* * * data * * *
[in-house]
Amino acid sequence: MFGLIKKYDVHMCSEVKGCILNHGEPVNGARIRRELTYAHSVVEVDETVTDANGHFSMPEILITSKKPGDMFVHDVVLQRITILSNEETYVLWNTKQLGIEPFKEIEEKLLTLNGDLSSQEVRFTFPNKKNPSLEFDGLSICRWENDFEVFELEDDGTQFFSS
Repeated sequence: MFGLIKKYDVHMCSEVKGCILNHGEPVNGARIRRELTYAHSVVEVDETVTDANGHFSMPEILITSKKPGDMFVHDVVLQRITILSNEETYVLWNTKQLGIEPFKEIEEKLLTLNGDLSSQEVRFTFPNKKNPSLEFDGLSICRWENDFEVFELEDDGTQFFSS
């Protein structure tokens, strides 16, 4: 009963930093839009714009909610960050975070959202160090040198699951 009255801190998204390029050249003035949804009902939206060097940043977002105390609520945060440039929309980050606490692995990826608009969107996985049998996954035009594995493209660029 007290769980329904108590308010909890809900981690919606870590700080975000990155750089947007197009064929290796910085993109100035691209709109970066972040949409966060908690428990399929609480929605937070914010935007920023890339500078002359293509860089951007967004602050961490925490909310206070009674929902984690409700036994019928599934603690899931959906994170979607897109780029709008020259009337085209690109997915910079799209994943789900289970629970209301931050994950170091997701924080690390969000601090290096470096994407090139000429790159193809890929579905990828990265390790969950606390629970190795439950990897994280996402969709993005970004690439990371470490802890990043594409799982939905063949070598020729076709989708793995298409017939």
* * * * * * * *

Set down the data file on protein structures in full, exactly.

[in-house]
Amino acid sequence: MFGLIKKYDVHMCSEVKGCILNHGEPVNGARIRRELTYAHSVVEVDETVTDANGHFSMPEILITSKKPGDMFVHDVVLQRITILSNEETYVLWNTKQLGIEPFKEIEEKLLTLNGDLSSQEVRFTFPNKKNPSLEFDGLSICRWENDFEVFELEDDGTQFFSS
Repeated sequence: MFGLIKKYDVHMCSEVKGCILNHGEPVNGARIRRELTYAHSVVEVDETVTDANGHFSMPEILITSKKPGDMFVHDVVLQRITILSNEETYVLWNTKQLGIEPFKEIEEKLLTLNGDLSSQEVRFTFPNKKNPSLEFDGLSICRWENDFEVFELEDDGTQFFSS
């Protein structure tokens, strides 16, 4: 009963930093839009714009909610960050975070959202160090040198699951 009255801190998204390029050249003035949804009902939206060097940043977002105390609520945060440039929309980050606490692995990826608009969107996985049998996954035009594995493209660029 007290769980329904108590308010909890809900981690919606870590700080975000990155750089947007197009064929290796910085993109100035691209709109970066972040949409966060908690428990399929609480929605937070914010935007920023890339500078002359293509860089951007967004602050961490925490909310206070009674929902984690409700036994019928599934603690899931959906994170979607897109780029709008020259009337085209690109997915910079799209994943789900289970629970209301931050994950170091997701924080690390969000601090290096470096994407090139000429790159193809890929579905990828990265390790969950606390629970190795439950990897994280996402969709993005970004690439990371470490802890990043594409799982939905063949070598020729076709989708793995298409017939």